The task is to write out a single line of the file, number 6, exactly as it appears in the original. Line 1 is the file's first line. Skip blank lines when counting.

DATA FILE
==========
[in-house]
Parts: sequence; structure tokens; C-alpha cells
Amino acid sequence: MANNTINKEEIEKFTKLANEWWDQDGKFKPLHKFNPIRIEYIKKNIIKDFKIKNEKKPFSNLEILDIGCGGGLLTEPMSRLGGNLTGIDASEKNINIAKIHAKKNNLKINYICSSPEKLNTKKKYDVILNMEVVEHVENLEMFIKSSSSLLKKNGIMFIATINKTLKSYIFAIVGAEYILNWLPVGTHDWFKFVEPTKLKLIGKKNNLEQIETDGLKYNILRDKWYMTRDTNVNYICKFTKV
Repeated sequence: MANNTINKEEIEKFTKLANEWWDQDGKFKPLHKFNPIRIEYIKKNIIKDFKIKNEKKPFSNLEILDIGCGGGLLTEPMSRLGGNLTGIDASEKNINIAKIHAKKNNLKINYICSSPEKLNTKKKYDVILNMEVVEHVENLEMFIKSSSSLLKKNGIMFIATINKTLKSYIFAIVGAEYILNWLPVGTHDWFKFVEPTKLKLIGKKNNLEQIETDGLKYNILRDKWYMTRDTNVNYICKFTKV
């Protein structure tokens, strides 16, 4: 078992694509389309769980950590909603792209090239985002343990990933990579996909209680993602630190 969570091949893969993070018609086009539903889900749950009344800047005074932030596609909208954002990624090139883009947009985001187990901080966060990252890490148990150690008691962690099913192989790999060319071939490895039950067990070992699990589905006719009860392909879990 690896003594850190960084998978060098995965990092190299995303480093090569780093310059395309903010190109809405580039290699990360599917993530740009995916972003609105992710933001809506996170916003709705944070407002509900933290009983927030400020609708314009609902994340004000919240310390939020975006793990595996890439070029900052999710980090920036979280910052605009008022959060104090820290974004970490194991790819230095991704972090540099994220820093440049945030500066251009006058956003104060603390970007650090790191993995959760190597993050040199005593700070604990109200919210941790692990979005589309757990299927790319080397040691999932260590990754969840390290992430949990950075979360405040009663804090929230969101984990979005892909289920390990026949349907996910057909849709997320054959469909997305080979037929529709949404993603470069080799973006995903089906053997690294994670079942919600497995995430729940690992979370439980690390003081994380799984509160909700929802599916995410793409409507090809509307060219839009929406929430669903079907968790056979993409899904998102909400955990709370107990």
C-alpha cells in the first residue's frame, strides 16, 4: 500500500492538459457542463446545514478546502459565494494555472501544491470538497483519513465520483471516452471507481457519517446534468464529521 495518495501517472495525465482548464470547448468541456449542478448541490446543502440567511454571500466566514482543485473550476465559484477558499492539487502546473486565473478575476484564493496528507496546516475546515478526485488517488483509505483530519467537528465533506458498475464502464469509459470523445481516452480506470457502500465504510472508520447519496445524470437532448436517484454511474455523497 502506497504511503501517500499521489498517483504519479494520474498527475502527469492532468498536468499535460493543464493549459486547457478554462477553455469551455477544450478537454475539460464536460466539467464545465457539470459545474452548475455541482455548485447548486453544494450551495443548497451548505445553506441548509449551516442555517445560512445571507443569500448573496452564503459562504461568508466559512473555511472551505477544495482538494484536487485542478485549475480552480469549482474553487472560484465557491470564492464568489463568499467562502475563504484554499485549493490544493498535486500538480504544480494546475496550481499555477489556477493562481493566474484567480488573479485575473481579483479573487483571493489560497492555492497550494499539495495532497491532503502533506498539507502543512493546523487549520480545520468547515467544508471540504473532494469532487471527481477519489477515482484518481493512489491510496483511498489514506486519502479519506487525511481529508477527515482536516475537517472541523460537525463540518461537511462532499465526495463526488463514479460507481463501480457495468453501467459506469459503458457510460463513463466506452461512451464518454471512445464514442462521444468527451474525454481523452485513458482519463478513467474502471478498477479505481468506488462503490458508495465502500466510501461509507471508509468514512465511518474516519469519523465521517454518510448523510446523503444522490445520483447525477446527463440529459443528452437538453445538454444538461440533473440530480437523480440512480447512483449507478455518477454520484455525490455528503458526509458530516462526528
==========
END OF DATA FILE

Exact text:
C-alpha cells in the first residue's frame, strides 16, 4: 500500500492538459457542463446545514478546502459565494494555472501544491470538497483519513465520483471516452471507481457519517446534468464529521 495518495501517472495525465482548464470547448468541456449542478448541490446543502440567511454571500466566514482543485473550476465559484477558499492539487502546473486565473478575476484564493496528507496546516475546515478526485488517488483509505483530519467537528465533506458498475464502464469509459470523445481516452480506470457502500465504510472508520447519496445524470437532448436517484454511474455523497 502506497504511503501517500499521489498517483504519479494520474498527475502527469492532468498536468499535460493543464493549459486547457478554462477553455469551455477544450478537454475539460464536460466539467464545465457539470459545474452548475455541482455548485447548486453544494450551495443548497451548505445553506441548509449551516442555517445560512445571507443569500448573496452564503459562504461568508466559512473555511472551505477544495482538494484536487485542478485549475480552480469549482474553487472560484465557491470564492464568489463568499467562502475563504484554499485549493490544493498535486500538480504544480494546475496550481499555477489556477493562481493566474484567480488573479485575473481579483479573487483571493489560497492555492497550494499539495495532497491532503502533506498539507502543512493546523487549520480545520468547515467544508471540504473532494469532487471527481477519489477515482484518481493512489491510496483511498489514506486519502479519506487525511481529508477527515482536516475537517472541523460537525463540518461537511462532499465526495463526488463514479460507481463501480457495468453501467459506469459503458457510460463513463466506452461512451464518454471512445464514442462521444468527451474525454481523452485513458482519463478513467474502471478498477479505481468506488462503490458508495465502500466510501461509507471508509468514512465511518474516519469519523465521517454518510448523510446523503444522490445520483447525477446527463440529459443528452437538453445538454444538461440533473440530480437523480440512480447512483449507478455518477454520484455525490455528503458526509458530516462526528